Why does changing battery order extend battery life?


I went to change channels on our TV and the stupid batteries were dead. A quick look in the “battery drawer” showed that we were out of AAA batteries. So, hoping to make it through the evening I took off the battery cover on the remote, removed the batteries and swapped the order and replaced them. The remote came to life and has been working now for a few hours. So, the question is, why would moving the batteries around bring them back to life? I would think that each battery has only so much power remaining, why would the order they are sitting in the device change the amount of power they are able to supply?

It has nothing to do with the order.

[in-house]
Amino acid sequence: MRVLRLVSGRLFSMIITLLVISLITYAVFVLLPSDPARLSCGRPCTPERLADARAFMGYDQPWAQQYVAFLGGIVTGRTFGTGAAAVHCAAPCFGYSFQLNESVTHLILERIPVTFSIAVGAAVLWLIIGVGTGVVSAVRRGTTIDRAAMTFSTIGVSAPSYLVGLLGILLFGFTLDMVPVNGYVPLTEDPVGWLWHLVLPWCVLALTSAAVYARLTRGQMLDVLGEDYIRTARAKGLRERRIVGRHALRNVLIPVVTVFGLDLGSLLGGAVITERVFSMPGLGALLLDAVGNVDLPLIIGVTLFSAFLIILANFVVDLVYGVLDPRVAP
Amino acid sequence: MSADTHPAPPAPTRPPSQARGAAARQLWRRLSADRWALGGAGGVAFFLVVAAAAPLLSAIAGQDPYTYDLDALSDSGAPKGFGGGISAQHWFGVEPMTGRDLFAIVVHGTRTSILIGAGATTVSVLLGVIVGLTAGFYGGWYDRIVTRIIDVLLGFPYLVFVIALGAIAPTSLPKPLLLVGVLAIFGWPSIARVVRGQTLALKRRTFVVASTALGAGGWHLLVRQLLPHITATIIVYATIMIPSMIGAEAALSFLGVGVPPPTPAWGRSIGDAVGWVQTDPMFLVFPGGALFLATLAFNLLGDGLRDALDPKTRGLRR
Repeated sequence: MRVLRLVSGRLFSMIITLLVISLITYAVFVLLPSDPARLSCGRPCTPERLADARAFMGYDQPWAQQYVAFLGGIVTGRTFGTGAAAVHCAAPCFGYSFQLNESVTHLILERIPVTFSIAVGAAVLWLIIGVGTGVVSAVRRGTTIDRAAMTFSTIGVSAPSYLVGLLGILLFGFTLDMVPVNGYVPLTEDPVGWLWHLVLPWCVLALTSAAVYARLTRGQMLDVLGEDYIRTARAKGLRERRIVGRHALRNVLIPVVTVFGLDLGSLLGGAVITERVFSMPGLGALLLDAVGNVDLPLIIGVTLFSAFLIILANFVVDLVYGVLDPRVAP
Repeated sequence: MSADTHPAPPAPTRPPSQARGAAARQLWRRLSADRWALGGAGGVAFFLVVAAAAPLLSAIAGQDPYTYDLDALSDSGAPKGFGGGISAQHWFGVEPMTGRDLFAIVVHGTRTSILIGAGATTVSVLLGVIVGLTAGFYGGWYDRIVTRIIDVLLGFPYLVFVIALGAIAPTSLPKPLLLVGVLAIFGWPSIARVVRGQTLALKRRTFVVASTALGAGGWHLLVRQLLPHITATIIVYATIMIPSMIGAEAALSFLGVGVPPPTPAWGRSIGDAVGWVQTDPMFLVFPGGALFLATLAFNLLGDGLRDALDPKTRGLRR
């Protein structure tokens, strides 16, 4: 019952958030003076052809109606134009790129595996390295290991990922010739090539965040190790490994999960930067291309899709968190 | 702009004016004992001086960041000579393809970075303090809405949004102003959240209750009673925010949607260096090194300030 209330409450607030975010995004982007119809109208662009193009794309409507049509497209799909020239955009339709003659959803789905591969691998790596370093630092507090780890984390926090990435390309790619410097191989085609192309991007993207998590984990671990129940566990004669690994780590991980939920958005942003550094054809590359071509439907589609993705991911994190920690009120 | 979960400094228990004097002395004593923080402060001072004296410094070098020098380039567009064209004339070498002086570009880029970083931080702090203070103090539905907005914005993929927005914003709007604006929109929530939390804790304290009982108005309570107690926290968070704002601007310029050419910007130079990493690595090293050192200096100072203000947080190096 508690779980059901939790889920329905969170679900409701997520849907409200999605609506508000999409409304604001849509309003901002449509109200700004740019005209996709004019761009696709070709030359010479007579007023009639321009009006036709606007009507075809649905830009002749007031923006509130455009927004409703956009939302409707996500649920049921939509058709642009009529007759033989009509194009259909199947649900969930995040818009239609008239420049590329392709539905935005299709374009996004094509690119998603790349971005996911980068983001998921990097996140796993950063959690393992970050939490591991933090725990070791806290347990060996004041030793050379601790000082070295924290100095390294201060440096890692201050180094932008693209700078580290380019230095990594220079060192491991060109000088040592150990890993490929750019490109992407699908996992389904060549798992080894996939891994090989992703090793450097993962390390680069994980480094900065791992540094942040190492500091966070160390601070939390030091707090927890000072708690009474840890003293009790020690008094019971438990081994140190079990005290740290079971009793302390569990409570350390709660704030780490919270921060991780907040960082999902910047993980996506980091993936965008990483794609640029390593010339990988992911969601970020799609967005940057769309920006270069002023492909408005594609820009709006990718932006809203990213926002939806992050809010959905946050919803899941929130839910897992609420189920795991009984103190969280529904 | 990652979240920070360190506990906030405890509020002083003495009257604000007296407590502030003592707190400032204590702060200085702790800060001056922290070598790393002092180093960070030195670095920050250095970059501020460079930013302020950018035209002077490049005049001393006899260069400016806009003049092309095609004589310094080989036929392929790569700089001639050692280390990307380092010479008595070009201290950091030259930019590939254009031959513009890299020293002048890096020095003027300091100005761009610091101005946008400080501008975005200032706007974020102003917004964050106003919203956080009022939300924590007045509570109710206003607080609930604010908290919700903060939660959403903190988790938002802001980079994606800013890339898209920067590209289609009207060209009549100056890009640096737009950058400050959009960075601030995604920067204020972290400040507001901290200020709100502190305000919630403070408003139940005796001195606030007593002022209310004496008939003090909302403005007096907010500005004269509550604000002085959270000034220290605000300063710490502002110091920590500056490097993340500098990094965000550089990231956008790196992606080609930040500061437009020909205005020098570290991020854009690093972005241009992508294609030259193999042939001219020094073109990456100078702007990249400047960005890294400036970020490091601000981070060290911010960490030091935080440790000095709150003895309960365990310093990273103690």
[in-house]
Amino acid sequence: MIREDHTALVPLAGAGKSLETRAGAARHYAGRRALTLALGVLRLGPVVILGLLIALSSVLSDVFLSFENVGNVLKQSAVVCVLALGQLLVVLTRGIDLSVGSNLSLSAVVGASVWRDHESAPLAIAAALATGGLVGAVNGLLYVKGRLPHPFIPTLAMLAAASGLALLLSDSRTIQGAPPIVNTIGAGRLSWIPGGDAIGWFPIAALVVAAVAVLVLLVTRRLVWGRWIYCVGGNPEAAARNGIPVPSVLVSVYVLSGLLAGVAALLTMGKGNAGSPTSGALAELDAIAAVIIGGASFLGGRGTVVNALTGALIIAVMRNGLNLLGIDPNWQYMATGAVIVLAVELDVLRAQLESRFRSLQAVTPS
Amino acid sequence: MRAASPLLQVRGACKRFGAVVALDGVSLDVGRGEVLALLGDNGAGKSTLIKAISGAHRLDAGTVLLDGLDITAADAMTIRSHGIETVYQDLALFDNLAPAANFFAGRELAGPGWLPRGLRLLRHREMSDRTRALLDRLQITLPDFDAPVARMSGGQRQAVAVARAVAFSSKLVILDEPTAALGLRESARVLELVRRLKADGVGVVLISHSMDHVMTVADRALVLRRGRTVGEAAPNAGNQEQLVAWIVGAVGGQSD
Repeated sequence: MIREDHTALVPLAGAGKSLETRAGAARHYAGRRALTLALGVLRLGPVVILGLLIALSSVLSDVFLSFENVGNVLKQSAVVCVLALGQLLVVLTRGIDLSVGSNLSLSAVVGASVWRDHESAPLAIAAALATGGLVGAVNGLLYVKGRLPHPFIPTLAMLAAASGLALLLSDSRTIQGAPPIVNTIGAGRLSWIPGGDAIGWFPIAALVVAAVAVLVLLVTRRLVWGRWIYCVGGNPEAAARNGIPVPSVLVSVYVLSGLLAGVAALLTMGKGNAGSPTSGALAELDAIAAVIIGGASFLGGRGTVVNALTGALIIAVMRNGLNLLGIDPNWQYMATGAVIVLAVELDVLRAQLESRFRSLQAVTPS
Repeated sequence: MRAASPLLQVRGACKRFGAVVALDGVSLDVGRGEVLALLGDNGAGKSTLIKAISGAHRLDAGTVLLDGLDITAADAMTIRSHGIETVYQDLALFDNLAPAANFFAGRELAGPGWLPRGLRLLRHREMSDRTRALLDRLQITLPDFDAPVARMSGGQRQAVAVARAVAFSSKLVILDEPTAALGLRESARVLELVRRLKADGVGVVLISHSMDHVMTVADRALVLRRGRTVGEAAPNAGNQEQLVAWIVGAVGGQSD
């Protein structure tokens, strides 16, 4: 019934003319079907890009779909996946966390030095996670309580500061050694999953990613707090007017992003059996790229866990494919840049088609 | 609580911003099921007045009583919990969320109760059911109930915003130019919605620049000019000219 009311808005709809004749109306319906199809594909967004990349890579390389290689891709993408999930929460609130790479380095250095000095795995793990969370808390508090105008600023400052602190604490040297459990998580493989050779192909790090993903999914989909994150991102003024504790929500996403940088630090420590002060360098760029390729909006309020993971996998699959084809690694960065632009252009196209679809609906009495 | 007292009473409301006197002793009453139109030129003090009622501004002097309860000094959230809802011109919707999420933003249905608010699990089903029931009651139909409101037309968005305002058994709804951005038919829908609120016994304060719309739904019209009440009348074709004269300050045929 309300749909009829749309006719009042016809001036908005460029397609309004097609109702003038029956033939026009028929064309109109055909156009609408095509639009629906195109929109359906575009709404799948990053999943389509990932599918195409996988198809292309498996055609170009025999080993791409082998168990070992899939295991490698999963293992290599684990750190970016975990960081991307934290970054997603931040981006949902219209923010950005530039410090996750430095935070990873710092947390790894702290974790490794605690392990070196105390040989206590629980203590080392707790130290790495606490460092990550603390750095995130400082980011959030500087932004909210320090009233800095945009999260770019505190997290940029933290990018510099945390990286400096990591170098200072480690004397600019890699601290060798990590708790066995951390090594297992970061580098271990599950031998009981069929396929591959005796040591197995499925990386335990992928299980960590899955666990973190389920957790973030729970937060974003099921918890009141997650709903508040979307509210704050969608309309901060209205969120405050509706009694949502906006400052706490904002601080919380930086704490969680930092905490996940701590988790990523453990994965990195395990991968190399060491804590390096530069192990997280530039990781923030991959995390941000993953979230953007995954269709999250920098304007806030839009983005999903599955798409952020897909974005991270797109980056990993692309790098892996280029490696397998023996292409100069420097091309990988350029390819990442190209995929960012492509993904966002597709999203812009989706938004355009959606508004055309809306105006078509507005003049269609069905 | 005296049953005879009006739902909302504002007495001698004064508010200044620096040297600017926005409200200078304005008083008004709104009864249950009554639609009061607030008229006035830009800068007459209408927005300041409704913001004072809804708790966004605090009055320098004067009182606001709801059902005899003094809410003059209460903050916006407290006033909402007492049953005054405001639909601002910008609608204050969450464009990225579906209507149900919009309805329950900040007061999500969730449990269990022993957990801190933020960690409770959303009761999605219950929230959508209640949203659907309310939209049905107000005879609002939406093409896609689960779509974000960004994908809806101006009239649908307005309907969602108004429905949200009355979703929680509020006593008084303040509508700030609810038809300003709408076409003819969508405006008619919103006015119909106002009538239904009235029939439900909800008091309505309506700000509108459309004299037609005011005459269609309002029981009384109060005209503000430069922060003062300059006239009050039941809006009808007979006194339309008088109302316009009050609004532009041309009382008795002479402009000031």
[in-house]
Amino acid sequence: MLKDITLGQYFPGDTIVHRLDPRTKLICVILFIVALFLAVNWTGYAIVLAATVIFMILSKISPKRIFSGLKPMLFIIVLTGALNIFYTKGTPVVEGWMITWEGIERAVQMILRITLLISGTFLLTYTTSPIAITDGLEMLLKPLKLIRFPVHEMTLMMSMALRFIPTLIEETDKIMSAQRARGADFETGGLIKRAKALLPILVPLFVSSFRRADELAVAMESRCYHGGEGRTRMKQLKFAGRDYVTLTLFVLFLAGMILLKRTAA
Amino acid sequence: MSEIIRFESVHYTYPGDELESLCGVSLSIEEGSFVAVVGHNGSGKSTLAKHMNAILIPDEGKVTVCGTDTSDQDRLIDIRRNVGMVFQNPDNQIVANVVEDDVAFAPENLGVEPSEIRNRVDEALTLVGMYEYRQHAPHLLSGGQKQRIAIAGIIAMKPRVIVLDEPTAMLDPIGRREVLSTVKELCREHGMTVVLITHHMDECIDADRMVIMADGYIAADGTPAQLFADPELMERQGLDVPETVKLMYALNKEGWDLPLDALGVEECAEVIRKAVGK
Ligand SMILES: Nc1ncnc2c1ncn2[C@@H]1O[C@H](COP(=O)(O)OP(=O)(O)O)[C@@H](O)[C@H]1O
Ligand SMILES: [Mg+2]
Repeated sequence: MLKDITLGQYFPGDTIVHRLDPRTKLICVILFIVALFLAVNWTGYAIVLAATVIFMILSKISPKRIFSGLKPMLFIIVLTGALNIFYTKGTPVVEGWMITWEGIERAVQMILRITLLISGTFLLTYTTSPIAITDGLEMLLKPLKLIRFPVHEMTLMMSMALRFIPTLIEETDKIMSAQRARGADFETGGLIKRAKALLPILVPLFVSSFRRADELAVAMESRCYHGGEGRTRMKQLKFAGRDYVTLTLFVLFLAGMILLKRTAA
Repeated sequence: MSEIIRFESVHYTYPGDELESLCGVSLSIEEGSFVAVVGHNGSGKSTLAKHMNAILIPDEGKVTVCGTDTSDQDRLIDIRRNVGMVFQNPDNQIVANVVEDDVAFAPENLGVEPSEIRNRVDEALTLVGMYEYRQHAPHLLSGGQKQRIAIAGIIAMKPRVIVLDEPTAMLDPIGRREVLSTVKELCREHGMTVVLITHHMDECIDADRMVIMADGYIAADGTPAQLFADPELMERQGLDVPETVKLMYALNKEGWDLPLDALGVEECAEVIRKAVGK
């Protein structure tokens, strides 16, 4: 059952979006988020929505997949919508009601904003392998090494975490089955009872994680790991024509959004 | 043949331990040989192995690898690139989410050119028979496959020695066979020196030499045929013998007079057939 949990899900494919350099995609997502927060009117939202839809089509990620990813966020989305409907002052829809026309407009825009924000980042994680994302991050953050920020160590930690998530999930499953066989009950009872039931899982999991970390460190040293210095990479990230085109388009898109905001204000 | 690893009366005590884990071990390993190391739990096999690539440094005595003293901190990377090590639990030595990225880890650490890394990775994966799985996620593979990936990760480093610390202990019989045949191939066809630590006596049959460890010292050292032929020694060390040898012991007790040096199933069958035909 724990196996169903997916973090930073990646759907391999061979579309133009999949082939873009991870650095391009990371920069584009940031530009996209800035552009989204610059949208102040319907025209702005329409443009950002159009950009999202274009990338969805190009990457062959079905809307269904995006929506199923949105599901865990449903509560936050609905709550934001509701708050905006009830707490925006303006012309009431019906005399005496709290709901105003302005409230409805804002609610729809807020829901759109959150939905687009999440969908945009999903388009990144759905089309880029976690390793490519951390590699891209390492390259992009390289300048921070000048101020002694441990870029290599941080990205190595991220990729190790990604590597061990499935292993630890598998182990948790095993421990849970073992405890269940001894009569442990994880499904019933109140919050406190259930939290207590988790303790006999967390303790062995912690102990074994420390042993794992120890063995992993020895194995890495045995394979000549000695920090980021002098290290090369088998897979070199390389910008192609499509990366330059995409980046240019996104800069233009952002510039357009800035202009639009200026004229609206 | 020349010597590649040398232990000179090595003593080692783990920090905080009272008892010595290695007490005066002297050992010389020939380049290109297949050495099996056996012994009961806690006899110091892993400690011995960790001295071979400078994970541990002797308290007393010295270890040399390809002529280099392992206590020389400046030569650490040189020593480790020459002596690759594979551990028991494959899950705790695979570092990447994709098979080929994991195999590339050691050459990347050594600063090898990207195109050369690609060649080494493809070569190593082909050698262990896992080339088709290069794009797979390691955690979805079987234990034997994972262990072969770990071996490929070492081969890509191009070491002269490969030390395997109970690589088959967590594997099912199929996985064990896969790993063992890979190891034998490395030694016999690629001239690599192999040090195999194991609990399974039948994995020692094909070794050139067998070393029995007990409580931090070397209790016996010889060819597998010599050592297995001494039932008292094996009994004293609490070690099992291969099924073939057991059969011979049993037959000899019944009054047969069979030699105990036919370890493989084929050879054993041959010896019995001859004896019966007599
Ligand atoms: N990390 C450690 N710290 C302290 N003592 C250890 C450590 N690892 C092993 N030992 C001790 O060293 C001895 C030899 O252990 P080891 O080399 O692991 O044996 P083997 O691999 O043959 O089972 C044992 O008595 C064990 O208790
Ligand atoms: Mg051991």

It breaks the non-conductive film on the contacts. If you just rotate the batteries in place, that does the same thing.

Fair enough, but why does that provide more potter from a dying (dead) battery?

I’ve never heard that. I always assumed it was because taking the batteries out for a few seconds let them build up enough charge to work for a few more minutes (or even longer in something very little draw like a remote).

Because the film is insulating, and it takes precious voltage away from the device.

yeah the battery contacts in the device and the ends of the battery can build up some corrosion. removing the batteries or rotating them cleans/removes the corrosion from those surfaces.

Taking them out also means you’re handling them, warming them up a little. The reactions that generate the voltage will run a little faster, giving the batteries a little more power.

I just take the cover off and warm the batteries in place, using my thumb. I also rotate them, to break any contact corrosion, but I think the temperature is the bigger effect.

ETA: Once you’re started using them, that will also generate a little heat, keeping the temperature up (slightly) over what they had been.